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Old 3rd Apr 2004, 02:31   #69 (permalink)
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Ditto....Ivors crowd are rubbing their hands/wallets with glee Im sure.

My only concern is that all are ok! Good luck chaps with the RnR, hope your all back in the saddle soonest.

FAA (Rtd)
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Old 3rd Apr 2004, 06:08   #70 (permalink)
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Maybe there is a Presidential fleet we have never heard of?
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Old 3rd Apr 2004, 21:06   #71 (permalink)
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Fatman, is what I wrote incorrect?
I don't think so.
Aviators live for the black arts of suspicion, suspense, scepticism and downright speculation. (Or have they all changed)
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Old 3rd Apr 2004, 22:37   #72 (permalink)
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Was what I said incorrect?


"A quick update. Post fleet check of I understand 42 aircraft; they all have the same fault. Ooooops"

- lucky we stopped flying then or they would have all fallen out of the sky at the same time wouldn't they?!?

I think Fatman and many other Merlin operators (like myself) would just rather you weren't so f***in' direct while our comrade lies in hospital being "patched up" as you put it in an earlier post.

Speculation and opinion is fine. Unequivocal 'facts' may give rise to some ill feeling.

By the way, I hope the journo who said on TV that it was "pilot error" has a good lawyer.
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Old 3rd Apr 2004, 22:59   #73 (permalink)
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Sorry, guys. I lost some posts while merging threads.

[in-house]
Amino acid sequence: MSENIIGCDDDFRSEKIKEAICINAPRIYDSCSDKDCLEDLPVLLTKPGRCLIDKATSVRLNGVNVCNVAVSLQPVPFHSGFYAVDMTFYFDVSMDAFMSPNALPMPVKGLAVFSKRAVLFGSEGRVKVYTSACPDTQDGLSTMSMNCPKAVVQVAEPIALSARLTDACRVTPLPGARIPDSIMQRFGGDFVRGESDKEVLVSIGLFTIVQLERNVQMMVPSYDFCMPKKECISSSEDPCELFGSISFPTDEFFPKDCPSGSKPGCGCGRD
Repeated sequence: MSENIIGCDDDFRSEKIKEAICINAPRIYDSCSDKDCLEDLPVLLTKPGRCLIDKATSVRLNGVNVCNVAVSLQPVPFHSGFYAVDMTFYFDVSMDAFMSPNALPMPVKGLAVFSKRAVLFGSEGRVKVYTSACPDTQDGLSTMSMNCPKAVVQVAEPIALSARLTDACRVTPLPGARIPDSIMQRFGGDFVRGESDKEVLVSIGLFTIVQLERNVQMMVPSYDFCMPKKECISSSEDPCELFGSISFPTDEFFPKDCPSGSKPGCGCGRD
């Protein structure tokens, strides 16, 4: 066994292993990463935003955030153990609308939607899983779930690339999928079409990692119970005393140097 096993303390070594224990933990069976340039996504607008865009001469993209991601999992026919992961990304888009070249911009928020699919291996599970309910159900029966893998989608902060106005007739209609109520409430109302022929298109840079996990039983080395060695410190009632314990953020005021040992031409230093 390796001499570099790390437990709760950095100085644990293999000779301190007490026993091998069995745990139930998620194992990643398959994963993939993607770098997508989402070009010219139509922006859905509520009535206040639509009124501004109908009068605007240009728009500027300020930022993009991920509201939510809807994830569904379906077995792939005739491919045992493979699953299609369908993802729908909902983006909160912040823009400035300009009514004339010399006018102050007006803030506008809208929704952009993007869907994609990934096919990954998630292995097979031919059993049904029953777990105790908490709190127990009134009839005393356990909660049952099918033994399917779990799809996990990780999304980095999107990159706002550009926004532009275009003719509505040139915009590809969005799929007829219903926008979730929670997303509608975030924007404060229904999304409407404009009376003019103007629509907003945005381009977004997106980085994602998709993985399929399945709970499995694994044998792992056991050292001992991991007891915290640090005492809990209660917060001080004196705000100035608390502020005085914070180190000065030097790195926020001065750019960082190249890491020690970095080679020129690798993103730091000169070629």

If yours is missing, please re-post.

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Old 3rd Apr 2004, 23:45   #74 (permalink)
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Let's talk facts!

Right its time to talk facts about this incident!

So what are the facts? We don't know. A few saw it happen and a few have participated in the investigation.

Those that saw it happen would be stupid to discuss it in this forum and those who investigate it would be sacked if they discussed it.

The facts are as follows;

1) A Merlin HM1 has crashed.
2) Five crew survived.
3) The cause is not yet known.

The impact to the EH101 has yet to be realised. What you should all remember is that helicopters malfunction - it happens - we try to prevent it but sometimes we fail.

Re: The US101 - if the most important man in the world has to fly in a helicopter which one would you choose? The S-92: unproven, low operationg hours, etc or the EH101: 100 examples flying; two losses and all survived. Igor might tell you about survivability but wastelands can prove it! Take your pick!

Last edited by ZH844; 4th Apr 2004 at 14:50.
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Old 4th Apr 2004, 01:59   #75 (permalink)

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Safety concerns could affect presidential helicopter selection
Associated Press Writer
April 3, 2004, 12:22 PM EST

WASHINGTON -- Ongoing questions about cracks in the tail rotor of AgustaWestland helicopters could trigger concerns for the Pentagon as the U.S. Navy considers which contractor will build the next fleet of presidential helicopters.

British Navy officials are investigating whether rotor cracks played a role in the crash last week of an EH101 Merlin helicopter built by AgustaWestland, an Italian-British consortium.

Following the crash the Canadian Air Force restricted its fleet of AgustaWestland-built Cormorant helicopters to emergency operations, acknowledging that the aircraft _ a version of the EH101 _ also had developed similar cracks.

The intense competition for the prestigious role of Marine One is between Connecticut-based Sikorsky Aircraft's VH-92 Super Hawk and Maryland-based Lockheed Martin's US101. Lockheed has partnered with AgustaWestland and a team of contractors to offer a helicopter based on the Merlin.

AgustaWestland spokesman David Bath said the company is participating in the crash investigation. And he said the Canadian decision to inspect all the rotors was "a sensible thing to do."

"We need to find out what caused this failure," said Bath. He described the accident, in which the helicopter dropped from about 50 feet during a Navy training flight, as a "heavy impact landing." Two pilots were injured in the crash, which broke the rotor blades off the aircraft and scattered parts around the Royal Naval Air Station Cultrose airfield.